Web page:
My inspiration for this Robe á la Français came from a gown I saw in The Kyoto Costume Institute's book 'FASHION A History from the 18th and 19th Century' (page 65). I fell in love with the detail and wanted to try to recreate that detail on a gown of my own.
I first made the pocket panniers out of linen and 1/2” (13mm) spring steel boning. I made the stays out of a cotton sateen, lined with cotton and used spiral boning. I read somewhere that leaving the straps off would be less constricting and decided to give it a try. In hindsight, straps would have been more period correct, as this gown would have been worn by someone of higher class, not by someone that would need easier movement to do labour. I also realize I prefer the look of straps.
The chemise is made out of linen. I have still yet to find the perfect lace trim to finish off the neckline. I found the chemise to bunch up underneath the arms when worn underneath the robe a la francaise, making it very uncomfortable. I chose not to wear it in the photos. I'm curious to know if others have had this issue. I'm planning on taking out the gussets and making them smaller to see if it will help.
I have used a steely-blue silk shantung for the robe á la française and the underskirt. The bodice is lined in cotton and has grommets and boning in the back lining to adjust the waist. I left both the underskirt and skirt unlined. The stomacher is fully-boned and attaches with hook and eye closures.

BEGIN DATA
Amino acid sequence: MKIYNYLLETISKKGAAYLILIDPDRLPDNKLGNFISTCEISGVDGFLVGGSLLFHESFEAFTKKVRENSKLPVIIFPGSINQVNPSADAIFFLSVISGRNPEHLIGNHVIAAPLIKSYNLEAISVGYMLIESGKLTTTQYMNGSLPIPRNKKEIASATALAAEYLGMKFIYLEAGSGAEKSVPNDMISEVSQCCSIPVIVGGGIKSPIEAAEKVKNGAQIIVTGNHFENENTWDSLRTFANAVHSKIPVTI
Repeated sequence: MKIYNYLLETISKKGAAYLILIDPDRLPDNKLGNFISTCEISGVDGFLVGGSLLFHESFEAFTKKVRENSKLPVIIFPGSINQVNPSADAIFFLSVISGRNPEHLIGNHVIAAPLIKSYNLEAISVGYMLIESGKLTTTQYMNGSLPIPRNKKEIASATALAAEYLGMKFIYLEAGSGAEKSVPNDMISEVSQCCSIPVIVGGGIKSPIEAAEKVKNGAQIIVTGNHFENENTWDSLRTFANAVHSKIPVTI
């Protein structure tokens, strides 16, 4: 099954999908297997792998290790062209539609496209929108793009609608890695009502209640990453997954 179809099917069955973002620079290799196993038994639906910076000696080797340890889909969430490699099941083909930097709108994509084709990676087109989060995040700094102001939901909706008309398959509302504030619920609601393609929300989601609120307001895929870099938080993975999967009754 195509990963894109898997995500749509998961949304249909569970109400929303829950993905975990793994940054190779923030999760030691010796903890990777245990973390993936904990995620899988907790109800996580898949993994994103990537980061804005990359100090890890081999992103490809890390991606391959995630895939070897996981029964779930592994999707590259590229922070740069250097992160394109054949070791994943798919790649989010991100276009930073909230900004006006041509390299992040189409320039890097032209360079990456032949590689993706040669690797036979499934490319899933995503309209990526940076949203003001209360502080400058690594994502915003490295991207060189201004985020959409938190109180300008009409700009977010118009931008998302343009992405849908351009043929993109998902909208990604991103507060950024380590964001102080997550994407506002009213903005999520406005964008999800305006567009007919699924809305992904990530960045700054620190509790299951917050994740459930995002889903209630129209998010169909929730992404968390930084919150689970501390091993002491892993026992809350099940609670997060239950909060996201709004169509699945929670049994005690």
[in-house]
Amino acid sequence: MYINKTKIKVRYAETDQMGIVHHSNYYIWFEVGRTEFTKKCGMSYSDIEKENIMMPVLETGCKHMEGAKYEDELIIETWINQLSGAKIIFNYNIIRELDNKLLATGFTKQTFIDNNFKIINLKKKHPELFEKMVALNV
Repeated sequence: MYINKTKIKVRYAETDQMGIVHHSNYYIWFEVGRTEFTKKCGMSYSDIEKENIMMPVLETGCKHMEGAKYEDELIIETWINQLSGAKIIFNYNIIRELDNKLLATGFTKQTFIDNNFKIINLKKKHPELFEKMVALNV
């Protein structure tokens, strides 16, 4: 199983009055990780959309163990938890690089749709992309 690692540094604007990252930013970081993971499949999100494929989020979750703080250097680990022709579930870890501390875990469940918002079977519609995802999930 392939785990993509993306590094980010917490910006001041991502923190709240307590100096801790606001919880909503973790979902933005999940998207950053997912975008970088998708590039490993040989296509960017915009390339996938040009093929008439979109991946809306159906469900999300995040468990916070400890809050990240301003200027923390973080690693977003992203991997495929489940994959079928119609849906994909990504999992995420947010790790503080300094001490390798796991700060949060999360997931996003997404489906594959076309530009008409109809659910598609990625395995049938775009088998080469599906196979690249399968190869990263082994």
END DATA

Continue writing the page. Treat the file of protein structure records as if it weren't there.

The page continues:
My absolute favourite part of making this gown was all the embellishments! The detailed trim on the underskirt and lower skirt of the robe a la francaise was created using honeycomb smocking and the puffed areas are stuffed with polyfill batting.
I first did all the smocking by hand, a technique I got from 'The Art of Couture Sewing' by Zoya Nudelman. I then placed the smocking on lining that was already cut to the shapes I wanted and added the batting where I wanted it and pinned it in place. I basted it all together and then sewed the pieces to the skirts.
I was lucky to find the perfect braid trim to finish it off in a Paris flea market called Les Puces de Saint-Ouen. The bodice embellishments were created with pinked strips of fabric that were either gathered or pleated. I hand-stitched in beautiful lace engageants to the sleeves (that could be removed if needed) and added bows for the finishing touch.